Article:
5 Things You Probably Didn't Know About Uncle Sam

On this day in 1813, the United States got its nickname, Uncle Sam.  Here are 5 things you didn't know about the king of the pointy-finger Army posters, Uncle Sam...


1. The Name Came Before the Image. # Photo credit: By Unknown - here, Public Domain, https://commons.wikimedia.org/w/index.php?curid=943971. The name "Uncle Sam" got its start way back in 1813 when troops nicknamed meat supplies as "Uncle Sam" due to the initials "US" on the packaging. The "US" stood for "United States," but the man who ran the meatpacking business that created the supplies was named Sam Wilson, so "US" quickly took on a tongue-in-cheek meaning. The image of Uncle Sam as we know him, though, didn't take form until the mid-1800s, and the current image wasn't even created until about the time of the Civil War when cartoonist Thomas Nast based the likeness on that of Abraham Lincoln.

2. He Wasn't the First Illustrated Personification of the United States. # Image credit: By Paul Stahr - Herbert Hoover Library, National Archives and Records Administration, Public Domain, https://commons.wikimedia.org/w/index.php?curid=2662203. Uncle Sam may be well-known now thanks to military recruitment posters, but he's not the first instance where someone tried to represent the United States with an illustration. Columbia, a female representation, was the original personification of the United States starting way back in Revolutionary times. She remained a well-known figure throughout the 1800s but gradually lost ground in the public eye to Uncle Sam. There was also Brother Jonathan, who had his origins way back in England but who became a co-representation of the country with Uncle Sam in the mid-1800s.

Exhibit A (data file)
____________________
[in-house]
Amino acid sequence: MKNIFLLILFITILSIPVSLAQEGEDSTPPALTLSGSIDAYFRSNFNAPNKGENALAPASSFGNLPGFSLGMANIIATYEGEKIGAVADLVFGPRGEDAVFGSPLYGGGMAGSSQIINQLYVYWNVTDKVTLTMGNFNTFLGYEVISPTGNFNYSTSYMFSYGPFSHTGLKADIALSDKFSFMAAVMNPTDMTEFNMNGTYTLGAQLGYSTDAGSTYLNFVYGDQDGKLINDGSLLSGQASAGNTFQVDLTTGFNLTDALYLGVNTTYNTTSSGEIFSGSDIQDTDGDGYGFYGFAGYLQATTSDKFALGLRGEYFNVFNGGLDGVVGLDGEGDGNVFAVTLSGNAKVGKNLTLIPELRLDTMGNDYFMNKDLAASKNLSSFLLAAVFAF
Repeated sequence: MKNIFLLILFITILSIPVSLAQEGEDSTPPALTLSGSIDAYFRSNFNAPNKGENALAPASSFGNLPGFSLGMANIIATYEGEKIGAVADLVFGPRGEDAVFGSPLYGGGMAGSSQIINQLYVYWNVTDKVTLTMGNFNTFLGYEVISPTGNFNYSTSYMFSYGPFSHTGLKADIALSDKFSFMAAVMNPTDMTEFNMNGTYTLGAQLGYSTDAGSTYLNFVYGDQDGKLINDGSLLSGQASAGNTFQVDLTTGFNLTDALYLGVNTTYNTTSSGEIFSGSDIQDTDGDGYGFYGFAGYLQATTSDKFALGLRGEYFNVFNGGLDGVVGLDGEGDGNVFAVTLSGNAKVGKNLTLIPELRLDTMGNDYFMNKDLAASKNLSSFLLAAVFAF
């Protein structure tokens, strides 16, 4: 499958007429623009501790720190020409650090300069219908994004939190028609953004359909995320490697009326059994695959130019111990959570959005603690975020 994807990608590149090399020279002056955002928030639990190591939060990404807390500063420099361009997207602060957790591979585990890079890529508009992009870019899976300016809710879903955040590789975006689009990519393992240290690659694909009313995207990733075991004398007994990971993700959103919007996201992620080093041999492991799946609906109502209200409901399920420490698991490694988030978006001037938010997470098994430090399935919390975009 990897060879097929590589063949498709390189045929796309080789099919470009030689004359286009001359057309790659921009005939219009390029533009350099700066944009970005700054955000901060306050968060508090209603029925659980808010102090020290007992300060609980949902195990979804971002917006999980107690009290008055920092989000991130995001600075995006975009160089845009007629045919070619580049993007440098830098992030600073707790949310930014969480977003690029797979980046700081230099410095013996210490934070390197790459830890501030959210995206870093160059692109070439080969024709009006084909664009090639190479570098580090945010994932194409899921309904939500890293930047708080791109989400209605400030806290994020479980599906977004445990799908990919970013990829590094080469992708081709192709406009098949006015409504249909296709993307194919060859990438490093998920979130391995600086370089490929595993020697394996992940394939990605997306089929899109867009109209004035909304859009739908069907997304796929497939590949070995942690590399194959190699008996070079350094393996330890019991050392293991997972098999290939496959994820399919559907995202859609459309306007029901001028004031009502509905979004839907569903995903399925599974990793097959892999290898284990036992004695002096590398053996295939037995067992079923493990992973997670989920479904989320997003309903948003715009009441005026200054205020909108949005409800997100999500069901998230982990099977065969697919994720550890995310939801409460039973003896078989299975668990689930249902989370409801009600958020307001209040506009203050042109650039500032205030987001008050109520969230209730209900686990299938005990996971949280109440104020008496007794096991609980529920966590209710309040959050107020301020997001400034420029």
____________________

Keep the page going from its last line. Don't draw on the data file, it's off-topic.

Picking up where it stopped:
3. He May Represent Only the Government - Not the Country. If you're uncomfortable with throwing Columbia out of the picture, you're not alone; a common belief is that Uncle Sam really only represents the government of the U.S., while Columbia continues to represent the country as a whole.

4. He Was Originally Younger and Clean-Shaven. Before Thomas Nast took a turn illustrating Uncle Sam, the figure was younger and did not have a beard. In fact, he never had a beard until Nast -- also the man who created the modern, bearded representation of Santa Claus -- decided the figure should have some facial hair.

5. There May Be Two Modern Comic Book Connections. "Sam Wilson" is a pretty common name, but Marvel Comics may have decided to base its superhero character "the Falcon" on the meatpacker Sam Wilson. And in 2014, when the comics publisher decided to remove the character of Steve Rogers from the position of Captain America, guess who got the job? Yes -- the Falcon, or Sam Wilson, now personifying the country in a superhero capacity.

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